I read the Princess and Curdie at the dining room table. P draws pictures of her sisters- hair to the ground, rainbow dresses, mouths on foreheads. J colours Snow White, carefully, boldly. M draws three girls side by side and announces that they are “rich, medium and poor.” then she changes everything by adding a bold and colourful title: “Best Friends.” And I am grateful for her freedom, her truth, her perspectives that haven’t fossilized.
This morning P and I sit side by side at the table, library books piled in front of us. I drink milky coffee from a white ceramic mug. She drinks lukewarm peppermint tea, sweetened with honey. Outside the window, rain falls in lines across a glowing grey sky. We read The Little Island, Down by the Bay, The Lion and the Little Red Bird. When we read One Fine Day, she says, “I like how the person put colour by these letters…” When we read the Little Island, she says, “If I was the sky and the sea I would never storm. I’d just be peaceful all the time.” She notices black outlines, unusual shadows. I try not to think about the day she will hide in her room, read her own books, not need me to brew her tea.
While I write, she chooses purple and pink pipecleaners from a bag, calls over her shoulder as she walks down the hall, “Behave yourself over there!” Then disappears into the art room, where she talks to her imaginary students, her enchanted society.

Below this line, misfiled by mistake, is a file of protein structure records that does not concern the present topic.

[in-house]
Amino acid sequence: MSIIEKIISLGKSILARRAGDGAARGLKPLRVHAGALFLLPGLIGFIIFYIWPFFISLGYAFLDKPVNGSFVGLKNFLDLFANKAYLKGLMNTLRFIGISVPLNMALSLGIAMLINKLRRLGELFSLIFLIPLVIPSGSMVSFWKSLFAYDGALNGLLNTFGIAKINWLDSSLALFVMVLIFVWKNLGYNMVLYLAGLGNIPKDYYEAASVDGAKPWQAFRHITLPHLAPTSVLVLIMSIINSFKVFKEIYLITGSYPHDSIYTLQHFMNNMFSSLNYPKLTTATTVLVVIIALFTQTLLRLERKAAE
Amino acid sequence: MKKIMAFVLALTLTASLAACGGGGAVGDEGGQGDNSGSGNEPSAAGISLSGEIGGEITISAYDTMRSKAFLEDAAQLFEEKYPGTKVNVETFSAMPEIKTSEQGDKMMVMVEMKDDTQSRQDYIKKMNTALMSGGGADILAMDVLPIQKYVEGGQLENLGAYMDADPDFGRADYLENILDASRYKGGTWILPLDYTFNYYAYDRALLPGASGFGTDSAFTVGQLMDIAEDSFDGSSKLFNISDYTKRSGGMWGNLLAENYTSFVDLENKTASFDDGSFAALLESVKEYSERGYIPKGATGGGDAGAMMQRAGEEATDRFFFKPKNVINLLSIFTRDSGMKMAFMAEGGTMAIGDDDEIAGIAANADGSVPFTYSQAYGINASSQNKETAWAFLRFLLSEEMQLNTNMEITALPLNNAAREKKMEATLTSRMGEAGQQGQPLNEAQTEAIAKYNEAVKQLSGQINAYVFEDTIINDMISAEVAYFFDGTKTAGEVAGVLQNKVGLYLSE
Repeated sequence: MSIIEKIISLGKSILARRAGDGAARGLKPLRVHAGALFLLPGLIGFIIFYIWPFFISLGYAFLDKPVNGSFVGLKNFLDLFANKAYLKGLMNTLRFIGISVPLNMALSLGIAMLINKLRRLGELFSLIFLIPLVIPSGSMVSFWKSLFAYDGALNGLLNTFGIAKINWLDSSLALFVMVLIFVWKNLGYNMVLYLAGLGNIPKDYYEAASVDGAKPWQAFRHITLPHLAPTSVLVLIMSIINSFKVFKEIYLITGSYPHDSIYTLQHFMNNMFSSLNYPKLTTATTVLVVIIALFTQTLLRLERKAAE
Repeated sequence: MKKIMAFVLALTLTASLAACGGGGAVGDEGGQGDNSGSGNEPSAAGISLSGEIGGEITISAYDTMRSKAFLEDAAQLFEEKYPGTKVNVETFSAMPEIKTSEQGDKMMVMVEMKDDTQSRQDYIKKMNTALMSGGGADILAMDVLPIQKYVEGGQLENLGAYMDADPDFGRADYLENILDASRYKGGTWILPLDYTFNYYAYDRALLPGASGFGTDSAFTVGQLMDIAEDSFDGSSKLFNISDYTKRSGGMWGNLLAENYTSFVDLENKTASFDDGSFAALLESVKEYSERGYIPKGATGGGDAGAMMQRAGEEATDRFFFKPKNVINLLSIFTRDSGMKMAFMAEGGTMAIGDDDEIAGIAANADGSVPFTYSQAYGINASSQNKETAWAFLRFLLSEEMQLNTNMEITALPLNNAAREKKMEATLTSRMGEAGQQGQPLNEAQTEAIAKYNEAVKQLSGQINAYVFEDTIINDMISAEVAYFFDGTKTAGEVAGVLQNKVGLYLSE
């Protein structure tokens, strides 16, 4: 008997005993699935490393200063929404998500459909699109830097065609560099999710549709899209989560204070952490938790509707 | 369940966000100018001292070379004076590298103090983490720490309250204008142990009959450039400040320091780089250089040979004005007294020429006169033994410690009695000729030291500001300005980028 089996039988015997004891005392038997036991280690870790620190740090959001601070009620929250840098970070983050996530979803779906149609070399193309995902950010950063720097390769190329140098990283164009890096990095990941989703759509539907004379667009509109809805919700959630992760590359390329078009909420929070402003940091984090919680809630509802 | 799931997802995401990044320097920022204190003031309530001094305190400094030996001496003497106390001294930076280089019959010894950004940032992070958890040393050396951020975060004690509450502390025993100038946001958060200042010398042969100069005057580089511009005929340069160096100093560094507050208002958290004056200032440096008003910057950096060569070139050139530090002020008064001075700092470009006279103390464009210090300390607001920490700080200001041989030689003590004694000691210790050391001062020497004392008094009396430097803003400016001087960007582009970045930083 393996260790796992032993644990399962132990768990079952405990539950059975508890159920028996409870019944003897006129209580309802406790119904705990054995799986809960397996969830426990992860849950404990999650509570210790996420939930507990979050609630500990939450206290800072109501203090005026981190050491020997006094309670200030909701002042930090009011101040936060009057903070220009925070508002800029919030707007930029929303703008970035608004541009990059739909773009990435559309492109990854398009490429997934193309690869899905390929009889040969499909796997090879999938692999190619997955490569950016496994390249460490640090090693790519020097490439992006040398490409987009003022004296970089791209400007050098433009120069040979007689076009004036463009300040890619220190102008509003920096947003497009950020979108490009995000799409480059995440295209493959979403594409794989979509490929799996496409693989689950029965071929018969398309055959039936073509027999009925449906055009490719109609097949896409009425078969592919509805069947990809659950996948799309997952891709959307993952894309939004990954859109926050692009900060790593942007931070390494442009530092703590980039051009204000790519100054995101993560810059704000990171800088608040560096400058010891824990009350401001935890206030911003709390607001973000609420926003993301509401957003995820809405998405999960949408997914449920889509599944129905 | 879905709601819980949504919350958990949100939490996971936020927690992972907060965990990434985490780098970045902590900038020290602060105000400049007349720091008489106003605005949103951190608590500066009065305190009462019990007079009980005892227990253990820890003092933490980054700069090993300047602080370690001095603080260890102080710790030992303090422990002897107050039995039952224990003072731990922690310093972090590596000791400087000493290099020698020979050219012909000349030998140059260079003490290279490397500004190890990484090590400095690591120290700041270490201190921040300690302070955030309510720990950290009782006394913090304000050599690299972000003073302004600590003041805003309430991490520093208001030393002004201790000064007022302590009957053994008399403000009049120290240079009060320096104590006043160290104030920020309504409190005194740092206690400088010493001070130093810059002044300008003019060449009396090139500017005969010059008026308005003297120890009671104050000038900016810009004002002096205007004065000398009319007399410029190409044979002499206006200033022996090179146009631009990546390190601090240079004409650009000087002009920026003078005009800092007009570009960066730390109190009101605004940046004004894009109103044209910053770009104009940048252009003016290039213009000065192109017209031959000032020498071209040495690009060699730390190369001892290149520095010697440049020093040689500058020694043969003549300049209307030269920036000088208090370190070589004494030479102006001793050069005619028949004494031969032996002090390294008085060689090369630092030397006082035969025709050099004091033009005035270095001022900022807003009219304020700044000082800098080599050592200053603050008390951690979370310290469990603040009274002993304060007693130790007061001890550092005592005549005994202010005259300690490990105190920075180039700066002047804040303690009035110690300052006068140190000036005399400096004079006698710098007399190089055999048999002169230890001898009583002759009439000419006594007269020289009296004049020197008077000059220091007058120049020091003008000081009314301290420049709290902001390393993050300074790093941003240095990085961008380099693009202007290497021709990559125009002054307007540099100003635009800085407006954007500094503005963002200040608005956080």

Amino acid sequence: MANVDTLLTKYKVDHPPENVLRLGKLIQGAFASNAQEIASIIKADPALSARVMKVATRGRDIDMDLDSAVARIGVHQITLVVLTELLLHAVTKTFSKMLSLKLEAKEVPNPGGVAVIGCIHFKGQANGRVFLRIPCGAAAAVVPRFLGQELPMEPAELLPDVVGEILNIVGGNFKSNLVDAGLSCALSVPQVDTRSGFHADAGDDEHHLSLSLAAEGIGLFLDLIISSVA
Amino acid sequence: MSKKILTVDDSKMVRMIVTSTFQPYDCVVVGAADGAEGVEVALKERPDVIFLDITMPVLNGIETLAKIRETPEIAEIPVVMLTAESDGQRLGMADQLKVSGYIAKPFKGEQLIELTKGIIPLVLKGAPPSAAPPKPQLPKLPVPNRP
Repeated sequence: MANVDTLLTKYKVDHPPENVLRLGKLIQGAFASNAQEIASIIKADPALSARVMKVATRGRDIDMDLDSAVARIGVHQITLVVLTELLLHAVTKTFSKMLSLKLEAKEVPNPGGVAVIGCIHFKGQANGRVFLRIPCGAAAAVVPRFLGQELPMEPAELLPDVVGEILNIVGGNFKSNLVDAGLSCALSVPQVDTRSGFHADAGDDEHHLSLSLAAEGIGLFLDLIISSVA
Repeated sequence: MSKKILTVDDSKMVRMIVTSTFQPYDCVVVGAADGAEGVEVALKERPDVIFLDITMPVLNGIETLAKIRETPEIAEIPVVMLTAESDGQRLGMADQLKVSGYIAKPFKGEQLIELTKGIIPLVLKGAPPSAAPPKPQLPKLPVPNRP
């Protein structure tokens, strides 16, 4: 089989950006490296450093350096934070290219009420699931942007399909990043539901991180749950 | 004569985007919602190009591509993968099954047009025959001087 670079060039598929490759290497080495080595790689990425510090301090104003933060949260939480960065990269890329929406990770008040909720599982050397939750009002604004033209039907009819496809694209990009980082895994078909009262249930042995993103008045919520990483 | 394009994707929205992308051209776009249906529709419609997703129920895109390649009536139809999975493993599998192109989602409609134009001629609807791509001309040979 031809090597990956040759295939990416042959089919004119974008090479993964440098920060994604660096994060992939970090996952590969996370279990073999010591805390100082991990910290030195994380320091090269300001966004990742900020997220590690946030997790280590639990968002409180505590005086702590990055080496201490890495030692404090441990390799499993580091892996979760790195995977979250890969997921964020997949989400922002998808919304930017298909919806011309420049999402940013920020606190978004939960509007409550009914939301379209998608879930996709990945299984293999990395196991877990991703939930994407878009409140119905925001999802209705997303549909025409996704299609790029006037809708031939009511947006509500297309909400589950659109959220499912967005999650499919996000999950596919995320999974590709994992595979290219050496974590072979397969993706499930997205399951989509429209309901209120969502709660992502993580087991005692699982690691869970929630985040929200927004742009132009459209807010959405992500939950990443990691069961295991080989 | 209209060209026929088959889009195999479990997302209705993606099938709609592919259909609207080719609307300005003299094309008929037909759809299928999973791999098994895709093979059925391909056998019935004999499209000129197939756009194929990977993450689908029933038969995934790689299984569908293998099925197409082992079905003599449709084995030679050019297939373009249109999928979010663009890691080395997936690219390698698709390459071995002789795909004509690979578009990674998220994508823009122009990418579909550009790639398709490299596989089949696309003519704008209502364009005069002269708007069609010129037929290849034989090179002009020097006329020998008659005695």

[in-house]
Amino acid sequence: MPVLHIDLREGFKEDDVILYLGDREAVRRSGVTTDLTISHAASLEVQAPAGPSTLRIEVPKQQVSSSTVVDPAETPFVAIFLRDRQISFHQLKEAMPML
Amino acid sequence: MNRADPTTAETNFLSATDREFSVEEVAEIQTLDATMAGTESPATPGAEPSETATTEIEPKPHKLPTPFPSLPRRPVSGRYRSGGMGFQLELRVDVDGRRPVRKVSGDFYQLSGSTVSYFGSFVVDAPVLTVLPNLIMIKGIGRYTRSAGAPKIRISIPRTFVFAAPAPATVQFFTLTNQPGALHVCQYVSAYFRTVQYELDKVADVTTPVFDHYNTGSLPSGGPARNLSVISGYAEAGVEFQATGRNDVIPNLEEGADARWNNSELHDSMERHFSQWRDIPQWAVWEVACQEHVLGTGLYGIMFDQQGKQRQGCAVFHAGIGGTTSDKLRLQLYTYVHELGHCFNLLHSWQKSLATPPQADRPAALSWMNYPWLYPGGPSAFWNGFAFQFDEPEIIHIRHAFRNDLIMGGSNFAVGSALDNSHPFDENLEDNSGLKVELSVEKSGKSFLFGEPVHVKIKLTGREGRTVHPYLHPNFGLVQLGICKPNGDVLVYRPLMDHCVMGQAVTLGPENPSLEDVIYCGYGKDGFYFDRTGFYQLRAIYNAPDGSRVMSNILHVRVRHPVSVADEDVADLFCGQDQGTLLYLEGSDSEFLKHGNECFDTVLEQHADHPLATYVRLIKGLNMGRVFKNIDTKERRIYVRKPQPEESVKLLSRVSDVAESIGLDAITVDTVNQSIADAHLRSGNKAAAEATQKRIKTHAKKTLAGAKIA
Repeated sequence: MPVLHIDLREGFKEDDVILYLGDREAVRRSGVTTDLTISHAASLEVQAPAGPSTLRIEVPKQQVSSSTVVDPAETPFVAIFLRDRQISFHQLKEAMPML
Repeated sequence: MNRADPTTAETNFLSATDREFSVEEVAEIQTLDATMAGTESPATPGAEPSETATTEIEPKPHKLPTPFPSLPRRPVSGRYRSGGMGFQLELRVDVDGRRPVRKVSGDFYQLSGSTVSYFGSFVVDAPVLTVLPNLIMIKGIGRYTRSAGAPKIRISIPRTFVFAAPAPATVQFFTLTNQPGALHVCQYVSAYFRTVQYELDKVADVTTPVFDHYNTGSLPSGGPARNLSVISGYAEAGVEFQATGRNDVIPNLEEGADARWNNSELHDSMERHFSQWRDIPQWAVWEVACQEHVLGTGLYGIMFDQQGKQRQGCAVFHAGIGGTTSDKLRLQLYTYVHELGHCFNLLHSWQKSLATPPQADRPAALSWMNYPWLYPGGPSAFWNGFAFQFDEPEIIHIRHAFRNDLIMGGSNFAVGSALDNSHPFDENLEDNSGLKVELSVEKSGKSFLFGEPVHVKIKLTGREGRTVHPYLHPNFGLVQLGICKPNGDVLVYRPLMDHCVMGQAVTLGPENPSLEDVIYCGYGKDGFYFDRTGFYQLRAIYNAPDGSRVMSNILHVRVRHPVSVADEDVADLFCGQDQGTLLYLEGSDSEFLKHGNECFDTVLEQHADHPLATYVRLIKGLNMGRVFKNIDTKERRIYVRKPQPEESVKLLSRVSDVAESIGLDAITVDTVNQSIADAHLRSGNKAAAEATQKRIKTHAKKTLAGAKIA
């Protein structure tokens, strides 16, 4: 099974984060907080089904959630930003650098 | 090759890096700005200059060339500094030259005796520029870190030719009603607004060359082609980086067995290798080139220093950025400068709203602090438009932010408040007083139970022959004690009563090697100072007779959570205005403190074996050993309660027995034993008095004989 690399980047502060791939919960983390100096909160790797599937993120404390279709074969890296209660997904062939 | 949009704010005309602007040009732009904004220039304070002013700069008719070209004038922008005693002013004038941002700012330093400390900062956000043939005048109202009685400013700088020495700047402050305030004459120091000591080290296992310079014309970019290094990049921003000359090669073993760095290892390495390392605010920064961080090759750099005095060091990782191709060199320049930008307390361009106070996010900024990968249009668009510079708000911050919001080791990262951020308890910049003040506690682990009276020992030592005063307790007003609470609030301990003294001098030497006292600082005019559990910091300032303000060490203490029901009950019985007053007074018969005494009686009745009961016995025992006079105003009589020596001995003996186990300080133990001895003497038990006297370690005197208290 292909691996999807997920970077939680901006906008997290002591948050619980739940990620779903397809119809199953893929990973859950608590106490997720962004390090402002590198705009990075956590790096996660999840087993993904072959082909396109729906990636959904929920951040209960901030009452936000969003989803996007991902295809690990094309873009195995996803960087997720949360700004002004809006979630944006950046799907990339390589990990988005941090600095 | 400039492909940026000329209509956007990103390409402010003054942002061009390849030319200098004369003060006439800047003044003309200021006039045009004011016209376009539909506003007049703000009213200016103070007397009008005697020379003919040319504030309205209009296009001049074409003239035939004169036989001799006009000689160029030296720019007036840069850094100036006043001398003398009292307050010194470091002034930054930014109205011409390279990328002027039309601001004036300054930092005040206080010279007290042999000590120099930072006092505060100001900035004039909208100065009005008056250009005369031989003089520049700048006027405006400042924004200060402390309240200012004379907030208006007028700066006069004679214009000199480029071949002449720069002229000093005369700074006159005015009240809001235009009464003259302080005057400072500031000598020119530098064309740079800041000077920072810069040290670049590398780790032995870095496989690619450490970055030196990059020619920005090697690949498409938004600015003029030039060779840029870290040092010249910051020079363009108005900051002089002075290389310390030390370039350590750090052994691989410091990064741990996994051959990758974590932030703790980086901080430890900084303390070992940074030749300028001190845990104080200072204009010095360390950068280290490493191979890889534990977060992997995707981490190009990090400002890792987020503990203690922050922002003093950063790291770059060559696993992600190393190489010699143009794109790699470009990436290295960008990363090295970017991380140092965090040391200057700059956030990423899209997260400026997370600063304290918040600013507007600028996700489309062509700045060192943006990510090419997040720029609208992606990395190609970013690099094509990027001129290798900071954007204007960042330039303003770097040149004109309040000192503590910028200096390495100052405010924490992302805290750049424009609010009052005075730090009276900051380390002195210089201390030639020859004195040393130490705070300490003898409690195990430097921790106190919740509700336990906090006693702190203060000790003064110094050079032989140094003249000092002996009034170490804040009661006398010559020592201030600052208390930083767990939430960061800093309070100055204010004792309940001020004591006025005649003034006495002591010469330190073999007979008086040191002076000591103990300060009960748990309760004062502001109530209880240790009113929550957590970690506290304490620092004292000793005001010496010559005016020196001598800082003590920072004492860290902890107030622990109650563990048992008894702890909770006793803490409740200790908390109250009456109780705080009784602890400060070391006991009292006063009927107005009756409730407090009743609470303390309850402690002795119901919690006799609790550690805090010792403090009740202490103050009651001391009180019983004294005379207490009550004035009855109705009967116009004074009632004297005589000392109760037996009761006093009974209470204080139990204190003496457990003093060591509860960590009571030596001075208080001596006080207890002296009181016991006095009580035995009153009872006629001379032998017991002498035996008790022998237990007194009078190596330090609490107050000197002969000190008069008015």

The girls play school, gather baskets of pencils, plastic cups, glue sticks. J creates a discipline system involving fairy stained glass (the one with the toadstool is the WORST). J has never been the teacher before, she is proud and buoyant, very serious. “Timmy, you have to got to listen. Don’t you want a gold star?” P worksin the artroom, sets up her science class, writes out labels for furniture. M tries hard to be student, not correct her sisters. She answers her math questions dutifully, slips off her grey stool. I have to stop them for bedtime, interrupt their beautiful universe.
M tried out for the swim team. She was keen and eager in her new black bathing suit, goggles, swimcap. There were countless kids, moving in swarms around the pool, vying for only a few spots on the team. She swam hard, turned her face to the sky with mouth open like a small bird, tried not to bump into the other swimmers, shivered on the edge of the pool. When she finally was dismissed she ran to me and her towel, cried with exhaustion and discouragement. “It was so hard. I couldn’t breathe.” The tryouts surprised her, reminded her of her limitations, broke small fractures in my heart. Later when I ask her how she is feeling about the experience, she answers, “Confused.”
When the letter comes that informs her she hasn’t made the team, she says she is okay. She says, “I felt like a small fish in that big pool. No, like a small rock.”